Drug Courts Can No Longer Force Addicts Off Maintenance Programs
Any drug court that hopes to obtain federal funding will have to allow addicts access to drug replacement therapies for heroin and prescription opioid addiction, the U.S. government has ruled.
Treatment programs that practice abstinence-only therapies will still remain perfectly acceptable in most cases, but when doctors recommend drug maintenance as the best alternative for individual defendants, drug court judges will have to respect that opinion.
Changes In Addiction Rehab Policy
These changes in existing policy were announced in February by Michael Botticelli, director of the White House Office of National Drug Control Policy. Previously it had been left to the discretion of drug court judges to decide which types of rehabilitation and treatment were appropriate, and these institutions have a long history of rejecting drug replacement strategies. In Kentucky, there are signs posted outside drug courts instructing defendants in methadone or Suboxone maintenance programs to wean themselves off of these drugs before their court dates if they want to avoid being sent to prison.
Maintenance Programs More Effective Than Conventional Abstinence-Based Programs?
But the latest evidence strongly suggests drug maintenance programs, particularly those that rely on Suboxone as a replacement drug, are extremely useful and do an excellent job of helping opioid addicts stay away from the substances that endanger their lives. Abstinence-based treatments in general are more effective against alcoholism than against heroin and OxyContin addiction, which cause changes in the brain that can be incredibly difficult to overcome when relying on willpower alone.
Studies show more than 90 percent of heroin and opioid painkiller addicts will relapse back into drug use within a year of conventional rehabilitation, with the majority dropping out of treatment programs before reaching the end. In some cases, this may show a lack of commitment, but it is still data that treatment centers cannot afford to ignore.
Even outside structured treatment programs, Suboxone is extremely popular with opioid addicts, so much so that a thriving underground market for the drug exists among those looking to self-medicate themselves out of their drug habits. But only 2.5 percent of physicians across the United States have gone through the certification process necessary to prescribe this maintenance medication, helping to repress the availability of the drug.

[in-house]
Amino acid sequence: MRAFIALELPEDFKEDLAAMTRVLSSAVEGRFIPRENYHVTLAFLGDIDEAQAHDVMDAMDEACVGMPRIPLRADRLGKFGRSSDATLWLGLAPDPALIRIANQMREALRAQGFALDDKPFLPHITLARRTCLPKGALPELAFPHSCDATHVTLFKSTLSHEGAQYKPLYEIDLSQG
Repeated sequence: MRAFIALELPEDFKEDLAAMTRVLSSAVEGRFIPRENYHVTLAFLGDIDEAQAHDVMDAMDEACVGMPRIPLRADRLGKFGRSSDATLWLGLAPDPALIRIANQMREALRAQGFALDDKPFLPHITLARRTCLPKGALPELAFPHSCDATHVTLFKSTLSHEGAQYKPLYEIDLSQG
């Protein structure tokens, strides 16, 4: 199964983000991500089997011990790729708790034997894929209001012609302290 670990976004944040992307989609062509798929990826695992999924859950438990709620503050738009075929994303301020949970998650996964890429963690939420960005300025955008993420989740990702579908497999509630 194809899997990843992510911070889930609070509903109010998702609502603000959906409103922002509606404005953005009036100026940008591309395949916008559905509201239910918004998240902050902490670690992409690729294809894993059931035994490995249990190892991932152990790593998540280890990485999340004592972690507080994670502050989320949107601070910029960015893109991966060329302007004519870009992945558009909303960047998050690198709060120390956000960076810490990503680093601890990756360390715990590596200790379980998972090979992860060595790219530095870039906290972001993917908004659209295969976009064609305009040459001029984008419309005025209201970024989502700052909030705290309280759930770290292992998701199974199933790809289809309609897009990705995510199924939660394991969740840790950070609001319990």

Most physicians and treatment experts don’t recommend Suboxone or methadone maintenance therapy for opioid addicts, preferring to stick with what they see as the tried-and-true methods of abstinence and the drug-free lifestyle. Substitution drugs go against the grain, maintaining a state of addiction despite their abilities to decrease cravings and reduce the opioid high.
But plenty of studies have verified the relative safety of drug maintenance therapy. At the present time, prescription opioid painkillers plus heroin overdose take the lives of about 25,000 Americans each and every year, and the number of victims has increased exponentially over the last 10 to 15 years. Relapse following unsuccessful treatment is a common killer in these cases, because opioid addicts who go back to using after a period of abstinence have reduced tolerance for drugs and can overdose easily if they take the same dosages they did in the past.
Benefits Of Drug Maintenance Therapies
The reliance of drug courts on abstinence-based rehabilitation is understandable, given the fact that drug maintenance therapy does replace one type of opioid addiction with another. But having one addiction kill the other can play a constructive healing role for desperate individuals who lack the capacity to beat their drug dependencies without extra help.
Willpower is an important part of any addiction recovery regime, and all addicts who plan to get better must make a determined effort to overcome the brain disease that plagues them. Opioid addicts undergo significant neurological changes that won’t go away overnight, however, and that is why drug maintenance can help bridge the gap between dependency and recovery.
Ideally, addicts who use methadone or Suboxone will eventually be able to wean themselves off of these substances under medical supervision. But until they do, these drugs can keep them alive, still in a position to win a battle against addiction that can so easily end in tragedy if intervention is unsuccessful.
Drug courts can provide a route to recovery for addicts only if they remain open to all possibilities, including those that may seem a bit outside the box. The new federal government policy may force their hand to a certain extent, but is will also help raise the consciousness of drug court judges who have a responsibility to keep up with the times.
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